Nagiza Samatova has developed Rachet, a petascale distributed-data-analysis suite. It is designed for scientific data that are massive, distributed, dynamic, and high dimensional. This highly scalable approach allows users to make computations from local analyses, merge information with minimum data transfer, and visualize global results. Rachet can be applied to analyses and predictions in the scientific areas of climate, genomics, astrophysics, and high-energy physics. Click here for more photos.
"Having a supercomputer that doesnít have any software that lets you
use it is like having a fast car that you have locked your keys inside,"
says Al Geist, a group leader in ORNL's Computer Science and
Mathematics Division (CSMD). "Supercomputing tools are the keys
that help scientists unlock the speed inside the nationís fastest
To help unlock this speed, the Department of Energy recently started
the Scientific Discovery through Advanced Computing (SciDAC)
Program to help create a new generation of scientific simulation codes. The codes will
take full advantage of extraordinary terascale computer resources that can perform
trillions of calculations per second and handle trillions of bytes of data to address
complex scientific problems. These codes for massively parallel supercomputers will be
used to address increasingly complex problems in climate modeling, fusion energy
sciences, chemical sciences, nuclear astrophysics, high-energy physics, and
high-performance computing. ORNL is involved in several SciDAC projects aimed at
developing supercomputer tools for scientists.
The performance evaluation project focuses on finding the best ways to execute a specific
application on a given platform (see Evaluating Supercomputer Performance). The tools
from this effort will answer three fundamental questions: What are the limits of
performance for a given supercomputer? How can we accelerate applications toward
these limits? How can this information drive the design of future applications and
high-performance computing systems? ORNL has a long history of evaluating early
prototype systems from supercomputer vendors. The most recent ORNL acquisition is an
IBM Power4 system that arrived so new it didn't even have an IBM product name. ORNL
has already determined how this system will perform on a variety of scientific
A growing trend among scientists is to buy a bunch of personal computers (PCs) and
"cluster" them together to run their applications. But just as the right key is needed to run
the fast car, cluster computing software is required to make the PCs work as one
computer. The Scalable Systems Software Center (see ORNL Leads Effort to Improve
Supercomputer Centers) leverages a lot of the work that ORNL has done in cluster
computing. For instance, ORNL initiated and leads the Open Source Cluster Application
Resources (OSCAR) project. "The interest in this software has been phenomenal," says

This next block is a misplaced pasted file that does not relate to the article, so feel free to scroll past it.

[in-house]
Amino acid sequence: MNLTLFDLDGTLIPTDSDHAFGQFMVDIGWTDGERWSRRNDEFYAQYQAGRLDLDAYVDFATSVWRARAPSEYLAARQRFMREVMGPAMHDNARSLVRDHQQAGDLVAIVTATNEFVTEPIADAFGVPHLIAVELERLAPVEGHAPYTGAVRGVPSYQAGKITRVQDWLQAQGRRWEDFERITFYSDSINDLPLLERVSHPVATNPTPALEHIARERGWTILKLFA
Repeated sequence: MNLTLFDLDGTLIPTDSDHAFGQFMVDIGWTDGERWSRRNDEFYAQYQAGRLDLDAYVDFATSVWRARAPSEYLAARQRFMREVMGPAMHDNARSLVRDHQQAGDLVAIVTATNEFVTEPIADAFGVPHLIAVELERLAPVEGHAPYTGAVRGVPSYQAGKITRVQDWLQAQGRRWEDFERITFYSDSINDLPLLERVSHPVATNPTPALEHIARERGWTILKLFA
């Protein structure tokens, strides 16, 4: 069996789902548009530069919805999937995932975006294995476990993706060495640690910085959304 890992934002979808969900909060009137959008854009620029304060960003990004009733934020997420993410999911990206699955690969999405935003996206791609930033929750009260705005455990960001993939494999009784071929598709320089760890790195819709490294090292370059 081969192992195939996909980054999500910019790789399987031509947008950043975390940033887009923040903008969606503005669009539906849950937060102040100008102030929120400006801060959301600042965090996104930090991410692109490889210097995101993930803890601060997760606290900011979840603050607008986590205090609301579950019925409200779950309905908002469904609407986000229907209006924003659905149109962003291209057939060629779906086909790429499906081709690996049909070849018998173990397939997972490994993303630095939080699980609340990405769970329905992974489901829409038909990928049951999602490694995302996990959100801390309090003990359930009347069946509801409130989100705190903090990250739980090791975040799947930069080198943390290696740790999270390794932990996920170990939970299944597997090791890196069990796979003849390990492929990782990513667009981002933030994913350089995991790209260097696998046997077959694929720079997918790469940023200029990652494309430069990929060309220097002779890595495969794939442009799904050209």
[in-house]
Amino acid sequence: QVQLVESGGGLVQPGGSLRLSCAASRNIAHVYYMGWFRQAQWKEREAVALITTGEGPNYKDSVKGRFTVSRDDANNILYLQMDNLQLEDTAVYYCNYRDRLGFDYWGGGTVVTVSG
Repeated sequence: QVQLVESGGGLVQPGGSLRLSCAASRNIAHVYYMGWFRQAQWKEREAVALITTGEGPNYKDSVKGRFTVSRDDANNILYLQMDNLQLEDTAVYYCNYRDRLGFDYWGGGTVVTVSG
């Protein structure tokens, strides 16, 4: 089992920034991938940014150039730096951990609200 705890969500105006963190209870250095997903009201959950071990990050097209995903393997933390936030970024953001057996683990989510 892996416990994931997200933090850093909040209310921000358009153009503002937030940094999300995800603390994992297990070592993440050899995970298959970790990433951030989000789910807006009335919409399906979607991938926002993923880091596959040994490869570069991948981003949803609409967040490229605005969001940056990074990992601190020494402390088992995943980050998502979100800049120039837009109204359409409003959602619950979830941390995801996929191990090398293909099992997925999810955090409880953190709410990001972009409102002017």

CSMD's Stephen Scott, who leads the project. "In the first two months after the OSCAR
toolset was released, more than 12,000 people downloaded it!"
OSCAR is a snapshot of the best-known methods from
across the nation for building, programming, and using
clusters. It consists of a fully integrated, easy-to-install
software bundle designed for high-performance cluster
computing. Everything needed to install, build, maintain,
and use a modest-sized Linux cluster is included in the
suite, making it unnecessary to download or even install
any individual software packages on a cluster. OSCAR
team members are now busy working on the Scalable
Systems Software project, for which they plan to build
the same kind of easy-to-use tools for supercomputers.
"Sure, computers can run fast and make lots of
calculations, but if you donít have the tools to analyze the
terabytes of data they produce, you are still going
nowhere," says CSMD's Nagiza Samatova, who is one of
the investigators on the SciDAC Scientific Data
Management project. This project's goal is to optimize
and simplify access to very large, distributed,
heterogeneous datasets and to use data mining to extract
meaningful data from these datasets. Samatova has
developed a new algorithm for analyzing biological data
to determine metabolic pathways that cuts the run time
from 3 days to 2 minutes.
"This innovative algorithm is a perfect example of how computer science and
mathematics expertise can make breakthrough tools available to the scientists,Ē says
Thomas Zacharia, ORNL's associate laboratory director for Computing and
Computational Sciences. "It is one of the things that makes ORNL's Center for
Computational Sciences so successful."
The Department of Energy's Office of Science is the single largest supporter of basic research in the physical sciences in the United States and is working to address some of the most pressing challenges of our time.